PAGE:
Why do we build highways, transit networks, and communal infrastructure? To reliably get people where they need to go. And for most people, that means getting to work.
Although only about 4.6 percent of the workforce works primarily from home (as my office does), that’s up 80% from 2005. And as internet speeds increase, videoconferencing tools become as effective as face-to-face meetings for a wide variety of tasks. Most businesses will realize that commuting for work isn’t worth employees’ time or frustrations. There are already services like FlexProfessionals that specialize in connecting teleworking employers to potential employees.
But as this trend continues, what are the planning implications, in the long term? Here’s a few to start:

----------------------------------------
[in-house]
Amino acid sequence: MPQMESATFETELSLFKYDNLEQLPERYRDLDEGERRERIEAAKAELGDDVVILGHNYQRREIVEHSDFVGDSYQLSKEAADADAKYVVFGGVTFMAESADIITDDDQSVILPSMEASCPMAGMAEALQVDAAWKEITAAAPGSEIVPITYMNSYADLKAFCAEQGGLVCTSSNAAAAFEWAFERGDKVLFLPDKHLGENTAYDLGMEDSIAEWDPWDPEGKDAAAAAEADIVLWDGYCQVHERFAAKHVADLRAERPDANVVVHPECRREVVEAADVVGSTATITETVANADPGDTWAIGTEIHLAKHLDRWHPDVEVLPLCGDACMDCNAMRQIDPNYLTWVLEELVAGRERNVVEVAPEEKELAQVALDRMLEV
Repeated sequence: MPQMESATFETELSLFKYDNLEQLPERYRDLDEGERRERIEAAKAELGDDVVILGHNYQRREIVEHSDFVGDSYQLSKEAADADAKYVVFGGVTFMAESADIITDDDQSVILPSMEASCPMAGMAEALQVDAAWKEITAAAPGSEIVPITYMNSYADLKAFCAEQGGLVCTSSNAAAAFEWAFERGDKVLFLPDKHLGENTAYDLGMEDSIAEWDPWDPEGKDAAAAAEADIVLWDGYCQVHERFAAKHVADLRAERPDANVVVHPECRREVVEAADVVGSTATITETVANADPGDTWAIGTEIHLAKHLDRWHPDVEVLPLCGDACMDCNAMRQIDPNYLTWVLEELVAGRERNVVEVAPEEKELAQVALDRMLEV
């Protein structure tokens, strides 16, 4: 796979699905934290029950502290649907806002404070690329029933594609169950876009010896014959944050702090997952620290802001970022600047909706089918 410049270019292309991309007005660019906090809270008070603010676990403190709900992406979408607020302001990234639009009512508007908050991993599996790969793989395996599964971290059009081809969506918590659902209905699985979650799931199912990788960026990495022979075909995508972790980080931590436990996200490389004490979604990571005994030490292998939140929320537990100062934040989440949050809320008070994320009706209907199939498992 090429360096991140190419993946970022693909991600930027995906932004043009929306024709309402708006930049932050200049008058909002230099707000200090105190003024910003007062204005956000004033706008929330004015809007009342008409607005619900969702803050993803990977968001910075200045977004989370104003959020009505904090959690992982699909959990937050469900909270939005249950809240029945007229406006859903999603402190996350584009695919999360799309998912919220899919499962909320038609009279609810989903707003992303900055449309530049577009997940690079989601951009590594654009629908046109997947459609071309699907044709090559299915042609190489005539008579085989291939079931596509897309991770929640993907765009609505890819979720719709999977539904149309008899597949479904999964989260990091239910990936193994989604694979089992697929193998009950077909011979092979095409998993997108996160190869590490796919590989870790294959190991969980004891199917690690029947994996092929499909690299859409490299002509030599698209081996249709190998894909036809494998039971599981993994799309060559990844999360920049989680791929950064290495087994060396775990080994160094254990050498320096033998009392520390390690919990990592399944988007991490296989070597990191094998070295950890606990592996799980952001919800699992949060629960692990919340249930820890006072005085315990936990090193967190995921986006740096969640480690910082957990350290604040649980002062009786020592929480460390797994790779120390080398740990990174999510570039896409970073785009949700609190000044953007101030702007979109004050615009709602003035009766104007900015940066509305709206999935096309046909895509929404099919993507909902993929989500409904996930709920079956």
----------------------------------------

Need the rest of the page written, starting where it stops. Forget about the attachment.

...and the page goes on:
- Shifting from morning and afternoon rush scheduling: Most bus lines run more frequently during the morning and afternoon commute. As fewer people commute (and as commuting patterns become more complex), the need for rush scheduling diminishes.
- More local routes: Local routes become more important as commutes shorten.
- Fewer freeways: As commuting becomes less popular, freeways built to accommodate hundreds of thousands of single-occupancy vehicles makes less and less sense.
- We’ll have to rethink how coffee shop etiquette: It’s easy to feel isolated sitting alone staring at a laptop all day, it’s natural to want to set up shop in a public place and work for a few hours. When everyone wants to do this, it can become a problem. Low-cost coworking spaces like The Grove in New Haven, Conn. are a innovative solution to this problem.
- Among many others: Think of another way? Share it in the comments section.
Although, the coworking movement may be pre-empted by the shift to virtual reality, so we may be going to work like this for the rest of time.
Photo: Germanoparra via Wikimedia Commons